New DNR app gives people chance to help with groundwater research
A new web-based app developed by the Department of Natural Resources gives people the ability to submit reports on the location of springs in Minnesota.
The data will help researchers with important groundwater research.
A spring is any natural flow of water from an aquifer–an underground layer of rock–to the Earth’s surface. “We can’t protect something we don’t know is there,” said DNR research scientist Jim Berg. “We need a better inventory of springs in Minnesota, and this new app is the tool to improve the inventory.”
Reported springs will be loaded into the database and then verified by DNR staff. The contact information users enter will help with confirmation, allow the DNR to seek permission for access to verify reports, and notify people when the spring they reported is on the map.
Spring location and reporting is important because springs create and sustain vital ecosystems. They can indicate groundwater health and help protect against invasive species. Land stability and building integrity depend on knowing where springs are located. Trout streams and other coldwater fisheries, calcareous fens, and many streams and lakes require springs. Springs also have aesthetic and historical value that creates a special sense of place for residents and visitors.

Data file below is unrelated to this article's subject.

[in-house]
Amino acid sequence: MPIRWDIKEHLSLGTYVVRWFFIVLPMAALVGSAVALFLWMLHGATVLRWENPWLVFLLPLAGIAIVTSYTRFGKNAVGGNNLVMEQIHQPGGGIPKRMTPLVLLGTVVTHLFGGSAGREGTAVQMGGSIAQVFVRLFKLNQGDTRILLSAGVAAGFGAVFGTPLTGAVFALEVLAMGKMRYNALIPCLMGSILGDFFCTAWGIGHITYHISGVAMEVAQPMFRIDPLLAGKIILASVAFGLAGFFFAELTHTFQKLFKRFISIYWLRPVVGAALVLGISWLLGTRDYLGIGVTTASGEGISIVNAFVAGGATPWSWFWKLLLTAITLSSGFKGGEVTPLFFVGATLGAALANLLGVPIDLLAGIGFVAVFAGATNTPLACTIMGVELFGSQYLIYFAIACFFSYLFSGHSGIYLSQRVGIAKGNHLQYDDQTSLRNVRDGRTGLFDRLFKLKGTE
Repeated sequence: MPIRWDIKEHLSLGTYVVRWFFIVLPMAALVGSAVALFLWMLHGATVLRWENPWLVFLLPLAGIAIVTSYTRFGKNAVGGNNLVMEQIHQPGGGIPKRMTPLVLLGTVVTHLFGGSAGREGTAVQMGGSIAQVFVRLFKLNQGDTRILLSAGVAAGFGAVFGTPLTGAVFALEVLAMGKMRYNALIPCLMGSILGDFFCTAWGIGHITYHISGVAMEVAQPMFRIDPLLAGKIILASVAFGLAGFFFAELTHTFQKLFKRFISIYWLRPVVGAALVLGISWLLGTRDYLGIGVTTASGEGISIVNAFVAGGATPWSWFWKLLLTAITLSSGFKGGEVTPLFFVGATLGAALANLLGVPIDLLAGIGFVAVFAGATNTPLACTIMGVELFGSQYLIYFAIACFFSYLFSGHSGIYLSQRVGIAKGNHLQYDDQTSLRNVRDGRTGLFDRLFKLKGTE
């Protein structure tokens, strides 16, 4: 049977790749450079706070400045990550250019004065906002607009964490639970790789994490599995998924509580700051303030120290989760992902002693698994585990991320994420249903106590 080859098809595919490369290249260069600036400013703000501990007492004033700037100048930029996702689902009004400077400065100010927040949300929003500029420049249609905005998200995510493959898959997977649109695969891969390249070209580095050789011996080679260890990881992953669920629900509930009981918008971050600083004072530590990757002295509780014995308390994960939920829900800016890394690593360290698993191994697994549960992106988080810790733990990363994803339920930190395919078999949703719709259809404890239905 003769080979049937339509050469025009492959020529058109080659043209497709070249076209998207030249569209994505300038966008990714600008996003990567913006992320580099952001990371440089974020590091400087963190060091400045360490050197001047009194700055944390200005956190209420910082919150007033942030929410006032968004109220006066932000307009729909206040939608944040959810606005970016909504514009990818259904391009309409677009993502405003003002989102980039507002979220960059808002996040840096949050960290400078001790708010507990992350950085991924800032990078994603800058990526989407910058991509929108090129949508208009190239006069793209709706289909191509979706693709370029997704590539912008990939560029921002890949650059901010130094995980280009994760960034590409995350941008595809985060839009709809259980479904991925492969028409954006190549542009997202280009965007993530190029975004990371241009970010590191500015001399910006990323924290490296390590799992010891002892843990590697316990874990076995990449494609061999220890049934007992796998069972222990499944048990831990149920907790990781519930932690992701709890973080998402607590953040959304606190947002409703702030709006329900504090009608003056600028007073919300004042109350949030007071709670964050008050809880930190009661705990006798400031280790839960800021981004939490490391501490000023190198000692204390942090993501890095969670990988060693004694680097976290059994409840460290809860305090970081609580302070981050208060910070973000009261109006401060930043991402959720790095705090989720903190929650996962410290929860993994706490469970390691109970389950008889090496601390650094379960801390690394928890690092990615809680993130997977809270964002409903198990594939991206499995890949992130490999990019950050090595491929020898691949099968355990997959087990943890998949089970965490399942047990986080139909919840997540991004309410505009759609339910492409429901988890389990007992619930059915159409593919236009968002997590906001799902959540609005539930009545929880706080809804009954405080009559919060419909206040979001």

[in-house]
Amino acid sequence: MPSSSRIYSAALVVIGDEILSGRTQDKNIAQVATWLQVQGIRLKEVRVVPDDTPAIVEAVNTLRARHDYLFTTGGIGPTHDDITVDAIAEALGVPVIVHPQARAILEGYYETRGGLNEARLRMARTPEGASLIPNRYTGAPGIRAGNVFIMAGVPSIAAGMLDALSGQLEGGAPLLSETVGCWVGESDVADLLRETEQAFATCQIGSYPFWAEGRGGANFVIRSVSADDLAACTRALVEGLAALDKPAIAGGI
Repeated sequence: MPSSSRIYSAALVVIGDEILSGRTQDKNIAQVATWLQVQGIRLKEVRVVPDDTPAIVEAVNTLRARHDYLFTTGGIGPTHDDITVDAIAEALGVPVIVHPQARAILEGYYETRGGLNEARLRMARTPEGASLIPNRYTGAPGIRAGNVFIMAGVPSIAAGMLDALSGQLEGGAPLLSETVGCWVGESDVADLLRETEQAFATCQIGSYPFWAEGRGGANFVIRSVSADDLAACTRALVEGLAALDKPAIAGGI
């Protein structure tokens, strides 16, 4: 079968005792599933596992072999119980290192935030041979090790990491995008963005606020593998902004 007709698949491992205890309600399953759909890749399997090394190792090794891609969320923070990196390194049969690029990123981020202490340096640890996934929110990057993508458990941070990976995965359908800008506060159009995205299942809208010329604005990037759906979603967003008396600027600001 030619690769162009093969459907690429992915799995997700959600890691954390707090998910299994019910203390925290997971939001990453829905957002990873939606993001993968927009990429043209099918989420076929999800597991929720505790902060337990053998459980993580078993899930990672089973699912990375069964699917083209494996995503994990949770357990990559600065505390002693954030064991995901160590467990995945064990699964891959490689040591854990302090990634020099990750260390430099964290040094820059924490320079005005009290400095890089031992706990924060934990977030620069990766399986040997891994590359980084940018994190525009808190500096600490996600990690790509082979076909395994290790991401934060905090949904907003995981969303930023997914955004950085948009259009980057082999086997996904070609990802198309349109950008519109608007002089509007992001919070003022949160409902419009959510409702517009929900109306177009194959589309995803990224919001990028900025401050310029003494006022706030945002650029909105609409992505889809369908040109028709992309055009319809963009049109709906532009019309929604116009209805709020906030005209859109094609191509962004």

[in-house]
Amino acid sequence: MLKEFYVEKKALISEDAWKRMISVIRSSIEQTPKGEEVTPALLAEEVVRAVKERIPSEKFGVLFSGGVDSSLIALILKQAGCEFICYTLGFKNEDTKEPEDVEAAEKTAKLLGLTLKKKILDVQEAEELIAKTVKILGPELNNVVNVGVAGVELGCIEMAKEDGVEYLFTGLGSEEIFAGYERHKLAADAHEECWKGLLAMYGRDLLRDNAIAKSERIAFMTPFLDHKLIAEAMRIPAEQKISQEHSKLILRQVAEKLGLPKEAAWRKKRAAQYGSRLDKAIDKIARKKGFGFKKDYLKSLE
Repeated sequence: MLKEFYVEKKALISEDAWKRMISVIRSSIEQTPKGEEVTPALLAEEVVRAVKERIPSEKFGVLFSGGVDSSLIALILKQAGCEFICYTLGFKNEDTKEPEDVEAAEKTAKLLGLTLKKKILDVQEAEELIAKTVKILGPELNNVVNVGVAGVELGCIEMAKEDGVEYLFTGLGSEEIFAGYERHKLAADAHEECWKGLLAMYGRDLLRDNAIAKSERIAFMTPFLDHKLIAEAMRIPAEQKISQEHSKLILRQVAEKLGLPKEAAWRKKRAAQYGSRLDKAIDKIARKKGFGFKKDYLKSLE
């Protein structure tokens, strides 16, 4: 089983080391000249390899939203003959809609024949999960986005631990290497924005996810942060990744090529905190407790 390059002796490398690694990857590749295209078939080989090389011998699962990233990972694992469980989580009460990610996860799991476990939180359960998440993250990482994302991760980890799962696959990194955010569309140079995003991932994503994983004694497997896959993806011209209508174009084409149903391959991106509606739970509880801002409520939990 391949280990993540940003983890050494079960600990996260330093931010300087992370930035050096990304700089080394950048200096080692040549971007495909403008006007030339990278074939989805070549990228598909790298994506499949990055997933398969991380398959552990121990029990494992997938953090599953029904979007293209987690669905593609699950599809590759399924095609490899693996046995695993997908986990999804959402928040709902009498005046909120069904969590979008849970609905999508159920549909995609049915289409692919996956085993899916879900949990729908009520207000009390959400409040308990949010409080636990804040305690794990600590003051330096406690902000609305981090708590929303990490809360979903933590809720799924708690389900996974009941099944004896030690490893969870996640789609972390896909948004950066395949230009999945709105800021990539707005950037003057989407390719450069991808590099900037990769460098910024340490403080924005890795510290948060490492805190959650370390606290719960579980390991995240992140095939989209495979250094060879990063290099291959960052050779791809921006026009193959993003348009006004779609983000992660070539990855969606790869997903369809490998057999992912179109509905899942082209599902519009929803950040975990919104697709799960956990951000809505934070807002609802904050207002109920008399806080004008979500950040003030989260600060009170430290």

The DNR spring reporting app runs on Android, iOS and Windows, by searching for “Minnesota DNR Spring Inventory.” People can also submit spring reports via email at [email protected].
More information about the app, how to use it and how the DNR will use the information is available at mndnr.gov/mnspringinventory.
Funding for the project was provided by the Minnesota Environment and Natural Resources Trust Fund, as recommended by the Legislative-Citizen Commission on Minnesota Resources.